In its simplest form, social media’s greatest benefit is word-of-mouth marketing. Being active in social media can lead to new business, while maintaining good customer relations with existing clients.
Along with talking to current and potential customers in person, social media is another way you connect with business partners. Start by evaluating your customers and the tools that would best connect you with them. Find out which networks your competitors have invested in. Consider your resources—time and personnel—that you can dedicate to these communities.
Time is the most common reason for steering clear of social media, but what’s important to remember is you don’t have to participate everywhere. Each social network is different, with its own nuances, users, and potential for business leads. Make sure whatever space you’re in, you’re in for the right reasons.
Facebook remains the leader in social media, with more than 800 million active users (Social Media Examiner). According to Mashable, 56% of consumers said they are more likely to recommend a brand to a friend after becoming a fan on Facebook—that’s pretty powerful.
If your company is not already on Facebook, creating a brand page is easy—all you need is your company logo to get you started. Once you’ve filled out your company information, start posting updates about projects you’re working on. Photos are a good way to share your company’s projects. Then “Like” your business partners, industry associations, and customers so you can connect better with those you work with most.
Between the ages of 18 and 35, one in five Americans send messages of 140 characters or less, at an average of 30 million tweets per day. Sharing links is one of the most popular uses, and can drive traffic to your site. Craft informative tweets and retweet (RT)—or send someone else’s message to your followers—to increase your network.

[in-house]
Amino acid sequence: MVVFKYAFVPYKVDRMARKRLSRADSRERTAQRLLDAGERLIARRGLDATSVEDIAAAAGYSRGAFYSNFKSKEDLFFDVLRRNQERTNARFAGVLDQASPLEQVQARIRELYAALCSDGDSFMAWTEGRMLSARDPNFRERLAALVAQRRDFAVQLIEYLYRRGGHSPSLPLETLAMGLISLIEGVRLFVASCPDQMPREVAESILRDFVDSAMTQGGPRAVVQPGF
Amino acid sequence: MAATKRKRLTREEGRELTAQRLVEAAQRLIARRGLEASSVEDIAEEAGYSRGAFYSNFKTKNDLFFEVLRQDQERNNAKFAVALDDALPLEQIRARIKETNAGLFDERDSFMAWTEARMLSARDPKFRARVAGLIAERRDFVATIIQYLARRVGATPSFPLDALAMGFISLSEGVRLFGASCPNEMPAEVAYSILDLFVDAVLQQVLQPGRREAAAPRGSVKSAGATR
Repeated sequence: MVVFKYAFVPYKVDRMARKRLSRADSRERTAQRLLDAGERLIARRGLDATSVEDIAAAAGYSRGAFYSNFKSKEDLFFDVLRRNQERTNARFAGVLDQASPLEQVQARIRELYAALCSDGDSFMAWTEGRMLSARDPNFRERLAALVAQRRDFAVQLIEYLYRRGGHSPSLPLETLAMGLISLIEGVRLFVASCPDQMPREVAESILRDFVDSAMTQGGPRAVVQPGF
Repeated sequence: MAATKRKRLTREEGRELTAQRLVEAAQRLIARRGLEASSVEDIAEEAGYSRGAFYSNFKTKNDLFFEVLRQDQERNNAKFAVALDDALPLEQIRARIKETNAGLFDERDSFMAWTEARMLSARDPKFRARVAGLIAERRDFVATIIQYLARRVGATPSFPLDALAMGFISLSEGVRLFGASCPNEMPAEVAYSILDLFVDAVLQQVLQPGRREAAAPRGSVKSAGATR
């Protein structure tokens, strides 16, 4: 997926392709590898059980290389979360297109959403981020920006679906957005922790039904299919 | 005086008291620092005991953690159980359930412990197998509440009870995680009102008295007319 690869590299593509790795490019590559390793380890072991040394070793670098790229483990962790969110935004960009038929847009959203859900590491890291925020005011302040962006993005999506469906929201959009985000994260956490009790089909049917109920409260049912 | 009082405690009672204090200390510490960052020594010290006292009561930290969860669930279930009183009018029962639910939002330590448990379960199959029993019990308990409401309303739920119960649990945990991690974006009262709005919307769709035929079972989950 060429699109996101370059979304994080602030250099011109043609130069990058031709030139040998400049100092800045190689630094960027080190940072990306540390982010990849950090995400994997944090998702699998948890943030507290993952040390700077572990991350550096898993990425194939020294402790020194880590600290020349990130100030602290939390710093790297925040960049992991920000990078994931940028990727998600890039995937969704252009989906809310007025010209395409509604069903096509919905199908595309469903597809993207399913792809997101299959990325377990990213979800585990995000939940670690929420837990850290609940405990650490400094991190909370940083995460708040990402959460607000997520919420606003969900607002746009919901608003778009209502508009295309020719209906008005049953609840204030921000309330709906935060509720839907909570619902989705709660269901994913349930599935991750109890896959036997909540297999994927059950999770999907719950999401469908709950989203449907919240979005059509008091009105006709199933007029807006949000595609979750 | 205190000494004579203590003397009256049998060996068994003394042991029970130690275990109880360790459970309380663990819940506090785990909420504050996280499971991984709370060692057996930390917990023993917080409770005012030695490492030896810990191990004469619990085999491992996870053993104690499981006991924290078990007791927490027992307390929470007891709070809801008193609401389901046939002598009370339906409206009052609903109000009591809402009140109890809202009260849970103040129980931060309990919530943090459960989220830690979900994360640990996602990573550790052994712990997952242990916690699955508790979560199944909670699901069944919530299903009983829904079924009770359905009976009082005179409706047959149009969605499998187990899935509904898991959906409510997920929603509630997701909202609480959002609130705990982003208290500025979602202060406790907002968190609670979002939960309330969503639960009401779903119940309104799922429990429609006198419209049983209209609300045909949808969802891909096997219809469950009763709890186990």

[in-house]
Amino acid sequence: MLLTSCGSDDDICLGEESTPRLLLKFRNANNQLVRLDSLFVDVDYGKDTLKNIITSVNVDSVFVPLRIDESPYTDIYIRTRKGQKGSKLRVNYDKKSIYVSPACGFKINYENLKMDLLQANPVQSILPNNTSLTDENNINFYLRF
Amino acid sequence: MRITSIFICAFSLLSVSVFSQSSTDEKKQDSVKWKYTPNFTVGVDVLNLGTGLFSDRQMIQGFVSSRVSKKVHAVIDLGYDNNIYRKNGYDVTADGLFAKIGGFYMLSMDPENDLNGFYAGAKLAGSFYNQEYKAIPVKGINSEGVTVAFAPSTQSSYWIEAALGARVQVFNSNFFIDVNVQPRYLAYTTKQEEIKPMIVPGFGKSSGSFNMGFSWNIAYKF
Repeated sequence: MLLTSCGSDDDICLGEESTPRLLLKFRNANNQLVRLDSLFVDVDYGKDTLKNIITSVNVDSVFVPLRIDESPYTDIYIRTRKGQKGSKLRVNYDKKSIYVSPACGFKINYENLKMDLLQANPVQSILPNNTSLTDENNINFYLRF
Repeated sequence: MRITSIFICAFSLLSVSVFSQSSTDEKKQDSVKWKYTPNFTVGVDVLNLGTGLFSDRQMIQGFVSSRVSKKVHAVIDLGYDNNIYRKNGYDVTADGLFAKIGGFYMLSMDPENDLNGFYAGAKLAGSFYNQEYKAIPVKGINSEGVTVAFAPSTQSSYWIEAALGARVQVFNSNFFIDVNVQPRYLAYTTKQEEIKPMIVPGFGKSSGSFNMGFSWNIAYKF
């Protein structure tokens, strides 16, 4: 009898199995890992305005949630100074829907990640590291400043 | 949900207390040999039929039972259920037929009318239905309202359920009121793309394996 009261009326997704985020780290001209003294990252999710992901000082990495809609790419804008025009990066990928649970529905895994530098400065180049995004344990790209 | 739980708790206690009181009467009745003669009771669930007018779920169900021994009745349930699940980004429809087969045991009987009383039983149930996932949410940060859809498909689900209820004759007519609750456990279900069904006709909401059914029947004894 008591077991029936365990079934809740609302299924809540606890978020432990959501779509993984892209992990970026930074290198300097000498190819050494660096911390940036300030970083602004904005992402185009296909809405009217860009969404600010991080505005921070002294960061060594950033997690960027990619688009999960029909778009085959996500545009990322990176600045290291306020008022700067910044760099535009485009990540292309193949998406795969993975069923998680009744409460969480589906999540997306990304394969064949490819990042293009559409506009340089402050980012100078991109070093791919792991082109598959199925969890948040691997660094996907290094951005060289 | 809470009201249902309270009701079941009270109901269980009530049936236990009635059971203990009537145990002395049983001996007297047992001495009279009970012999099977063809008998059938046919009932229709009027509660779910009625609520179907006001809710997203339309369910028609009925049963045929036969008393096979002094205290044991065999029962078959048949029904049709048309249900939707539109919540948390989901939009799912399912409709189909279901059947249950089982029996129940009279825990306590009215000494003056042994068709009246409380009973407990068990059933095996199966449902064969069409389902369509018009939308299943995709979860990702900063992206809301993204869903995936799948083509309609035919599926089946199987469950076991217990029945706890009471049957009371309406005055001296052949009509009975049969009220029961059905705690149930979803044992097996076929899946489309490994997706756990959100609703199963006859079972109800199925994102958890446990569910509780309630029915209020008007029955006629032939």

Joining Twitter takes a few minutes. To get started, follow leaders in the industry such as PCA @concretethinker, ACI @concreteACI, and CC @ConcreteConst. Connect with concrete industry suppliers such as @CTSrapidset and @CMCConstrctSvcs. And don’t be afraid to follow other contractors such as @SuntecConcrete and @BartonMalow to see how they’re using the service.
Used as a professional networking site, LinkedIn connects like-minded professionals. Not only can you connect through your profile, but you can join groups, where you can discuss a specific topics, share ideas, and connect through similar interests. The more connections you make the bigger your network becomes, which you can tap into for business proposals, resources such as answering jobsite questions, and more.
Last year, Google entered the game with Google+ and Google+ pages, similar to Facebook’s brand pages. Although users on this platform are less active, there’s potential for activity to grow with support from it’s search engine parent.
Pinterest allows users to pin images to pinboards. For companies, the site acts as a curator of content, similar to Google, that generates leads back to your site. National news organizations are using this platform, including The Wall Street Journal and NBC’s Today show, but contractors also have found a place here. Take, for example, King Enterprise Group, McPherson, Kan., which has five Pinterest “boards” showcasing work partners, jobsites, style, favorite things, and a projects portfolio.
YouTube and Flickr are popular video and photo sharing sites, respectively, that allow you to share projects in a unique way.
Doing it right
Whichever network you choose, remember to stay active. Try to post once a day. An inactive account does more harm than good. Remember social media is, at its core, social. So do just that: socialize. Whether it’s the latest construction project or a community initiative, being an active member will help you make connections that can lead to future business. And don’t shy away from negative comments; instead steer the conversation toward the positive.